Week 6 of my budgeting plan! It has been going surprisingly well. If you haven’t been following me along thus far, you can read all about my cash only budget plan and see other posts in this series here.
Fall is here. The seasons are changing AND I’m overdue to change out my decor on my front porch. I love to decorate which can create a kink in my budget. This year I was determined to use what I have and add in a few inexpensive painted pumpkins in honor of our Kansas City Royals baseball team!
I never decorate the same every year. I like to change things up a bit. Mostly because I can’t remember what I have done the year before. This year is no different, EXCEPT that I’m on a strict budget.
For fall, I am using a lot of what I already have to add in some fall and Halloween touches. I also decided I would try my hand at creating some painted pumpkins with the KC Royals logo on them. I have seen different painted pumpkins around on Pinterest, etc. I set out to make my own ON A BUDGET.
I downloaded and printed a free pumpkin stencil from a KC Royals website. Click here to see and download the stencils for yourself.
I reduced the size to about 70% of the original and cut out the stencil with a scissors.
I bought inexpensive pumpkins, high gloss spray paint and drop cloths at Wal-Mart. Choose pumpkins with a sturdy stem. I purchased about 12 inch sized pumpkins.
The high gloss really gives the pumpkins a cool shine. I also bought a couple of cheap, plastic drop cloths for 99 cents each. I already had the ZIG glue stick I have used for photo books in the past.
Prepare your surfaces! Use newspapers, plastic drop cloths, cardboard box scraps or whatever to keep your paint from getting all over. You don’t want to walk around the painting area and then walk into your house tracking blue paint!
If your pumpkins are really dirty, give them a quick wipe down with a damp rag. Dry thoroughly.
I’m ready to start. I am the “Queen of Self-Tanners” so I usually have some rubber gloves on hand.
Spray the bottoms of the pumpkins first. Prop them up on their stems. This is why you choose pumpkins with a sturdy stem. You don’t have to do this step but the bottom of the pumpkin gets better coverage this way. Allow them to fully dry.
Drying time depends a lot on the humidity of the air in which they are drying. It was very humid the day I painted. It took at least 4 hours for them to really dry. High gloss paint takes longer to dry than flat. It always takes longer to dry than the paint can says.
When the bottom is dry, turn right side up. Make sure the surface you have sprayed on is dry. I made some pumpkins with orange lettering and some with white. If you want to let the orange of the pumpkin show through for orange letters, you can skip the next step with the white spray paint. Move directly to the part where you apply the stencil to the pumpkin.
If you want white lettering, you are now ready to paint a white section on which the stencil will be applied for the emblem. Hold the stencil up to the pumpkins to get a rough estimate of the space needed and spray the small area with the white spray paint.
I tried to use leftover regular white paint that you brush on but it didn’t adhere well to the pumpkin. It came off when I pulled the stencil off. The white spray paint worked much better.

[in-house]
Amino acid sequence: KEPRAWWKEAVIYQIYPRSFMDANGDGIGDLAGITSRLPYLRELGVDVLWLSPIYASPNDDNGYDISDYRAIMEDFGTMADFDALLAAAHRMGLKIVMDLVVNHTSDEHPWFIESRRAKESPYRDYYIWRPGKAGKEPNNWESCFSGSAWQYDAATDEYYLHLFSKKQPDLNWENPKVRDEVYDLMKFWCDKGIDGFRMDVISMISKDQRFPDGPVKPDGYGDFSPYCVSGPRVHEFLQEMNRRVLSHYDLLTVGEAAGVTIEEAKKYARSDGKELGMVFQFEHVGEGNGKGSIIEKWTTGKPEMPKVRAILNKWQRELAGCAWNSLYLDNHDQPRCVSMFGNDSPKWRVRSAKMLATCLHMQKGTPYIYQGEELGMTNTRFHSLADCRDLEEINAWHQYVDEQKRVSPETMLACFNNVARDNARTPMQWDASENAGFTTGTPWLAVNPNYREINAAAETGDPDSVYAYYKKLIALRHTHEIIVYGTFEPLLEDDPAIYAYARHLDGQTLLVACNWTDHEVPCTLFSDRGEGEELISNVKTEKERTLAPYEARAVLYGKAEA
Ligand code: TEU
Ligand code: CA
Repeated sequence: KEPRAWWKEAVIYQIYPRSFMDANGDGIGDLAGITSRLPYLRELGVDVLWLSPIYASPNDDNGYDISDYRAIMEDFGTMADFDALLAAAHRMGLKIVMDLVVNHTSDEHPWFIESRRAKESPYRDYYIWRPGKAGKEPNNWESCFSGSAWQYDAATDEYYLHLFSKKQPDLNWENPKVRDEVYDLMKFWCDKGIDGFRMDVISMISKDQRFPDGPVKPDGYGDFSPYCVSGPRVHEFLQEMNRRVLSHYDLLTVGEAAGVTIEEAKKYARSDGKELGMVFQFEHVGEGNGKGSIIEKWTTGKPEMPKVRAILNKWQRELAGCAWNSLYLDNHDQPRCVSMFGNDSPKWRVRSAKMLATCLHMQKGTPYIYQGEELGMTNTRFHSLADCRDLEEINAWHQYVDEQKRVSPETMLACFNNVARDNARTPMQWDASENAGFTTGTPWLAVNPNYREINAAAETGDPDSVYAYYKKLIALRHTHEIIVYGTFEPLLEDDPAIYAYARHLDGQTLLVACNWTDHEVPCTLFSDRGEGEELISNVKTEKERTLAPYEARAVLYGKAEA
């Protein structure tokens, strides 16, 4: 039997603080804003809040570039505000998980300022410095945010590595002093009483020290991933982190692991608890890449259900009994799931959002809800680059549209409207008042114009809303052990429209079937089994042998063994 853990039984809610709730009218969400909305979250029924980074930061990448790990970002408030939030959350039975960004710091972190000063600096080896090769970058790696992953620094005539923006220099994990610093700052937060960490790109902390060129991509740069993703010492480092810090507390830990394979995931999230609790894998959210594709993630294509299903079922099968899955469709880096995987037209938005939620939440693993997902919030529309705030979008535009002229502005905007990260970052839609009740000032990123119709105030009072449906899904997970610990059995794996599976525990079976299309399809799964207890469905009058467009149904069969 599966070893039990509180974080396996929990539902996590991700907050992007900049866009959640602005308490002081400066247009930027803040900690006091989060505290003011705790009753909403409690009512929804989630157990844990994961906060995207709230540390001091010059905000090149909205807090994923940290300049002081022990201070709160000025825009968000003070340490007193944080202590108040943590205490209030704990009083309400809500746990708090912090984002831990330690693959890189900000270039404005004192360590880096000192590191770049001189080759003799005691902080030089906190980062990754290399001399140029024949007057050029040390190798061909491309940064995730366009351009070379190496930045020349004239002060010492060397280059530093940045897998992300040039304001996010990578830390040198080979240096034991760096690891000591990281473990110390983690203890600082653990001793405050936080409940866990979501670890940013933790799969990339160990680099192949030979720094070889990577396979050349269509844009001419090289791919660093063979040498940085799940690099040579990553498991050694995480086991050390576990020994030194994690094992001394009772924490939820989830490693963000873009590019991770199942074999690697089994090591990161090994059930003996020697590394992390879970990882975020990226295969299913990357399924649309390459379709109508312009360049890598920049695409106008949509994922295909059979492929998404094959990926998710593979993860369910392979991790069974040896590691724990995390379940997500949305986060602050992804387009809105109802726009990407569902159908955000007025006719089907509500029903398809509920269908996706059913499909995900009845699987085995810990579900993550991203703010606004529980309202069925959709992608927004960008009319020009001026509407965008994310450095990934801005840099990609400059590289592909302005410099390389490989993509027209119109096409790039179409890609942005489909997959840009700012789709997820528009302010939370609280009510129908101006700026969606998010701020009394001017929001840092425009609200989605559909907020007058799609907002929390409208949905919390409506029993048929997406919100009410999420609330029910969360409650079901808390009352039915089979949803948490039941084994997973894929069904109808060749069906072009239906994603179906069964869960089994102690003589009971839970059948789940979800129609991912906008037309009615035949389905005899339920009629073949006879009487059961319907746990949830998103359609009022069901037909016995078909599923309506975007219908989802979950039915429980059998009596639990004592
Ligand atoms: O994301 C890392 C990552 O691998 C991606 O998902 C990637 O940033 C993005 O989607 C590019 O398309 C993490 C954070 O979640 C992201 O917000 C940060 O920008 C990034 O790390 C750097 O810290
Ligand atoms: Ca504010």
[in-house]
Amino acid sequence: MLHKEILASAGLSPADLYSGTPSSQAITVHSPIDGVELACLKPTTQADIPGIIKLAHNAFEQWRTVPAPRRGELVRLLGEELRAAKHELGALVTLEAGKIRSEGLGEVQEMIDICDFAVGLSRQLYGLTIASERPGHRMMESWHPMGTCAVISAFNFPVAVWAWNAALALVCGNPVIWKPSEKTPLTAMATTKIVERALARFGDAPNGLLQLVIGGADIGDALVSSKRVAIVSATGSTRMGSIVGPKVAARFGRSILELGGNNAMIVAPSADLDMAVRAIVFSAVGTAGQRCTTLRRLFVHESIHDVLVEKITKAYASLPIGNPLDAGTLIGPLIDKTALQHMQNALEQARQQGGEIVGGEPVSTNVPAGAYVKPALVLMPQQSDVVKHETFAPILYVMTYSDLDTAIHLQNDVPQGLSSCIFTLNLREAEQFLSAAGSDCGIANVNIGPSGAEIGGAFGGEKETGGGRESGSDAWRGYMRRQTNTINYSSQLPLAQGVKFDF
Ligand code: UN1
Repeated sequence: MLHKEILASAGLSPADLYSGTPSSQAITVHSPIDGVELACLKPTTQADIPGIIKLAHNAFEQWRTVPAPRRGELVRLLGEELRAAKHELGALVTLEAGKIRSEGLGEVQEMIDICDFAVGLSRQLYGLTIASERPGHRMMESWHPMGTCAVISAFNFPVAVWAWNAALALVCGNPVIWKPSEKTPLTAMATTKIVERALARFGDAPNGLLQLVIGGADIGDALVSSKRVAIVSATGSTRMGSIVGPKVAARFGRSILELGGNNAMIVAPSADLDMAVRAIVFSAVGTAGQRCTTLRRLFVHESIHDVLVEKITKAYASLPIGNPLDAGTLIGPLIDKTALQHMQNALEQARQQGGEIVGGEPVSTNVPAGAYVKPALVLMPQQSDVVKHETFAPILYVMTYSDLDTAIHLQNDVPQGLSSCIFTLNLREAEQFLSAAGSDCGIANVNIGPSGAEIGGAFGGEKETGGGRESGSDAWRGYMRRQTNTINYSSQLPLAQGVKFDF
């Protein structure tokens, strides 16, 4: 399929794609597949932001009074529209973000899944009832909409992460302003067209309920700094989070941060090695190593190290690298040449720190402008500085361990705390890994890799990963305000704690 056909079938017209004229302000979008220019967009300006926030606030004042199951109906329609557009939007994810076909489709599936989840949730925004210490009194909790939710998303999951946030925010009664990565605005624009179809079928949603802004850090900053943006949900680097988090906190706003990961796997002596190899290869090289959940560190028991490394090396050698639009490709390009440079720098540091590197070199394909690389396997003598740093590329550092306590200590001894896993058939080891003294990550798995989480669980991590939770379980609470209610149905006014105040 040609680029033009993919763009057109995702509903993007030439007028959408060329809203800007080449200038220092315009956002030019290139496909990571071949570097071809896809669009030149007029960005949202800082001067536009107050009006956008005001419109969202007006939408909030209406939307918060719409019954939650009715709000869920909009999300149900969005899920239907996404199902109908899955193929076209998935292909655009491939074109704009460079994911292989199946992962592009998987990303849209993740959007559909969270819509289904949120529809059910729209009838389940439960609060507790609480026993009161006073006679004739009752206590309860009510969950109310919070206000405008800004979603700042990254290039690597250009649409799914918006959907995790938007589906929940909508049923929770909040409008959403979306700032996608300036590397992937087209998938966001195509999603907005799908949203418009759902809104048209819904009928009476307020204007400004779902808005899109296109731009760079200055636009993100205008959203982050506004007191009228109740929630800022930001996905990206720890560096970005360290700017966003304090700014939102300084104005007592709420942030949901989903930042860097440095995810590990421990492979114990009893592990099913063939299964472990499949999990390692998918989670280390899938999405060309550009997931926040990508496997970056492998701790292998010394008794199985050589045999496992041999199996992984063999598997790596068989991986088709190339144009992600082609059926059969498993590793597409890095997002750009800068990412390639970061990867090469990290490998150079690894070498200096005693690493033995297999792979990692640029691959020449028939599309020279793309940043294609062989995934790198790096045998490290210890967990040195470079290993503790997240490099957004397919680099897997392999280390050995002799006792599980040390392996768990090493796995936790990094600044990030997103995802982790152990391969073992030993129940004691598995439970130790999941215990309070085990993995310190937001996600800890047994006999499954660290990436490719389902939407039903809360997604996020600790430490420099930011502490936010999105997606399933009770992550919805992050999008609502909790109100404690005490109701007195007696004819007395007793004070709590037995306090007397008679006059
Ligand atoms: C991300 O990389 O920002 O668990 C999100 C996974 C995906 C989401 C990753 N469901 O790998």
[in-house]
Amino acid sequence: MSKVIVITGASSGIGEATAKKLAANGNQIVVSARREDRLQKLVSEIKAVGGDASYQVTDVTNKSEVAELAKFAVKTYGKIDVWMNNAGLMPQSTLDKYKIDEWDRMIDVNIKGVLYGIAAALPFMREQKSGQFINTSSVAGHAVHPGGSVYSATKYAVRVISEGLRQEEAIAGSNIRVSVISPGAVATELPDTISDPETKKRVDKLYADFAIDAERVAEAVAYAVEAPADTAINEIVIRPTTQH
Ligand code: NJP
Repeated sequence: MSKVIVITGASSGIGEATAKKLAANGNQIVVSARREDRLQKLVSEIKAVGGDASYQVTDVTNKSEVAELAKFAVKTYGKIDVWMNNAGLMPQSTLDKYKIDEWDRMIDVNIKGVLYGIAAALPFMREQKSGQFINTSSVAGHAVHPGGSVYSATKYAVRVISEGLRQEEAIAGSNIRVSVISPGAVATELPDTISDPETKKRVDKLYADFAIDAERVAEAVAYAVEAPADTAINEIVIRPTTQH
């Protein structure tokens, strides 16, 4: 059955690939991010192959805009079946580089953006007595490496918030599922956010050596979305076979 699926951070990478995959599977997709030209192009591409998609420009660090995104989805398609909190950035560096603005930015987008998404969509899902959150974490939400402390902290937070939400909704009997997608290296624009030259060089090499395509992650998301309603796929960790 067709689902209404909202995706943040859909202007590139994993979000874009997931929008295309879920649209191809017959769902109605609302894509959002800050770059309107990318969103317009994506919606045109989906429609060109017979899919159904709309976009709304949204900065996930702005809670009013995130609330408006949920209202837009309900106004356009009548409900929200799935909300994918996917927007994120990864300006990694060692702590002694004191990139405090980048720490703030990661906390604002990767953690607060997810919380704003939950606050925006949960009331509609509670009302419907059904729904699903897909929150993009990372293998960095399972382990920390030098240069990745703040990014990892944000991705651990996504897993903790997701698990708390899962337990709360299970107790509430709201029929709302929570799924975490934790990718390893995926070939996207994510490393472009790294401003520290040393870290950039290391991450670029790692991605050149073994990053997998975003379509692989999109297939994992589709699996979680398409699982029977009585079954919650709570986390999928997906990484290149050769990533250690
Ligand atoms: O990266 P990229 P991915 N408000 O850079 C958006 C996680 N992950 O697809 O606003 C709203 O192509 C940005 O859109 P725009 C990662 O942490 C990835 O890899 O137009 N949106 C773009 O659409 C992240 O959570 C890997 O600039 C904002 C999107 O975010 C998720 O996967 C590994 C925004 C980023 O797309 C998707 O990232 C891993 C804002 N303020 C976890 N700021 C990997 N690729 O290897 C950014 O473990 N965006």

I’ve got a little assembly line going here. Make sure you are spraying in a well-ventilated area and cover the space with plastic or newspapers to catch the stray spray paint. I even taped one plastic sheet on the wall behind.
After the white paint was dry it was finally time for the stencil. I used this ZIG re-positional glue. It worked really well. Apply glue to the back of the stencil.
Then apply the stencil to the pumpkin. Press carefully to eliminate any gaps between the stencil and the pumpkin. The photo below is an example of one of the orange lettered pumpkins I created so there’s no white under it.
Now spray the entire pumpkin with the blue spray paint, stem and all.
Remove the stencil while the paint is still wet. Be careful not to touch the rest of the pumpkin. I used a toothpick to get an edge started.
Peel stencil slowly…
I loved how it turned out! The white are great too. The white paint came off a little when peeling back the stencil exposing the orange of the pumpkin. I just touched it up with a white paint pen I had. Some pumpkins peeled more than others; not sure why. I also touched up blue paint where needed with a small brush and a little of the blue spay paint. Let them dry completely.
Aren’t they cool, if I do say so myself?
They were the perfect compliment to my newly decorated fall front porch.
To complete my fall look, I hung my orange lights, some spider webs, fall garland and a wreath, all of which I already had. I also changed out the DIY Orb (pictured below) I made earlier this summer. The plant I had in it had died. I replaced the plant with a greenery sphere I had and added some fall thingy’s 🙂 around the base of the vase. Then tied the urn with fall ribbon bow.
Learn how to make your own super easy and cheap orb using embroidery hoops. Watch the DIY video in our 5 Easy, Spring DIY Projects for the Non-DIY-er.
I even sold a few of my pumpkins! That helped my budget and covered the cost of the pumpkins plus extra.
This was definitely a project that required time. Mostly for the paint to dry between steps. I love my KC Royals pumpkins. They could be used inside too as part of a centerpiece. Of course you could use any team logo or whatever you want if you’re not a Royals fan.
Getting creative and using what I have is what I have done over the past couple of weeks to help me stay on budget. Look on Pinterest to get inspired. What have you created inexpensively to add to your decor? I would love to see a photo of it! Post it on our Facebook page.